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Imperforate Anus

William B. Kiesewetter, MD; Alexander H. Bill, MD; Harold H. Nixon, BM, FRCS; Thomas V. Santulli, MD
Arch Surg. 1976;111(5):518-525. doi:10.1001/archsurg.1976.01360230018003.
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Dr Kiesewetter: Imperforate anus is a lesion of real relevance to many in the surgical community, particularly that growing group of specialists, the pediatric surgeons. At the Children's Hospital of Pittsburgh, a recent review showed that 284 patients have been treated for this anomaly over the 25-year period, 1945 to 1969, with appropriate follow-up data available. This represents 1.2% of all of the admissions to the general surgical service. Because of the pertinency of this subject, two distinguished surgeons from the United States and one who has practiced for almost three decades in London's famed Hospital for Sick Children have contributed answers to a group of ten questions submitted to them on this subject. Differences of opinion were not able to be discussed because of geographical separation, and so I have taken the liberty of some editorial comment, which appears after the panel has answered the questions.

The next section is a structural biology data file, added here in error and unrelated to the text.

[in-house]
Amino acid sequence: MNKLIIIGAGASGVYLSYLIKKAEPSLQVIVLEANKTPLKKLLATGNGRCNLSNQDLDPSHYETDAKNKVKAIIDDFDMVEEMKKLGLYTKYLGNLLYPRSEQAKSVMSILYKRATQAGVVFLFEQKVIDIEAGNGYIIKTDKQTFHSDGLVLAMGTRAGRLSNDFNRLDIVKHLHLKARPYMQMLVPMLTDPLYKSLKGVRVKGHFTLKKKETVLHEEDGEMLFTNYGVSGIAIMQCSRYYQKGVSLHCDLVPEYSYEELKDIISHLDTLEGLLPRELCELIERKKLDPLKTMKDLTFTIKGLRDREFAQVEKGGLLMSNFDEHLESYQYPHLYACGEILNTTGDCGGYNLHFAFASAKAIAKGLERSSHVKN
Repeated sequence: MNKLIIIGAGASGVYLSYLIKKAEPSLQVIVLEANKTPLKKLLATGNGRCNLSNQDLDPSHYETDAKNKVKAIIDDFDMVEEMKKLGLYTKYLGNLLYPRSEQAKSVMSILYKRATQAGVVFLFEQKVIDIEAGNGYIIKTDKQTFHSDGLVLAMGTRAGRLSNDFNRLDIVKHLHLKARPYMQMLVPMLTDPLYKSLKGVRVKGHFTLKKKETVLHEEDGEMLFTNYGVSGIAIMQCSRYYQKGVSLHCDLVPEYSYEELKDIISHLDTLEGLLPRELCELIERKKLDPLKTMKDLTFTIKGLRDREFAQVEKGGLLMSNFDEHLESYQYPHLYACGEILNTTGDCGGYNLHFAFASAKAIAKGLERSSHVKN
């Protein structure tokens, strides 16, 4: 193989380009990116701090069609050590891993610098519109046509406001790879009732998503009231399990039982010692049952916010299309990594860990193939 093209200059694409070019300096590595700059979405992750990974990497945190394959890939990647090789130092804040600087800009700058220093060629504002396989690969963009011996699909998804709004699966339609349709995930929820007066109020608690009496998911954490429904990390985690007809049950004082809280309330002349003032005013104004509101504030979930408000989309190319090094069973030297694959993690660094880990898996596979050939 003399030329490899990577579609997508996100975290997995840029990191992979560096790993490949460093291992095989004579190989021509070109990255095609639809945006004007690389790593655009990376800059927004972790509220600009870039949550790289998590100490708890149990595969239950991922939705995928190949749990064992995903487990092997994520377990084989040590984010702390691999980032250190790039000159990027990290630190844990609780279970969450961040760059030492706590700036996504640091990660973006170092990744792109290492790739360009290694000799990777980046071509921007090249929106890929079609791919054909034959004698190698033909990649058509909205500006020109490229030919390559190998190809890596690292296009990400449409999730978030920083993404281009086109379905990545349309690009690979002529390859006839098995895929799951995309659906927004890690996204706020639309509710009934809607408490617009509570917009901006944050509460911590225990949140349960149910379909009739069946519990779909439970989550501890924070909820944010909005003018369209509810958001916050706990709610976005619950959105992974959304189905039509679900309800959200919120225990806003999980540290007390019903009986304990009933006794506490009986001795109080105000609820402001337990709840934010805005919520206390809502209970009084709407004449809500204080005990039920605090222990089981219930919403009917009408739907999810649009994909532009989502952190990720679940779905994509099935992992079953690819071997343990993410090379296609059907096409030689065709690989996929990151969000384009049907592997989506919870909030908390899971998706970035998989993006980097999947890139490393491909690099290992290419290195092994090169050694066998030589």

Question 1: An


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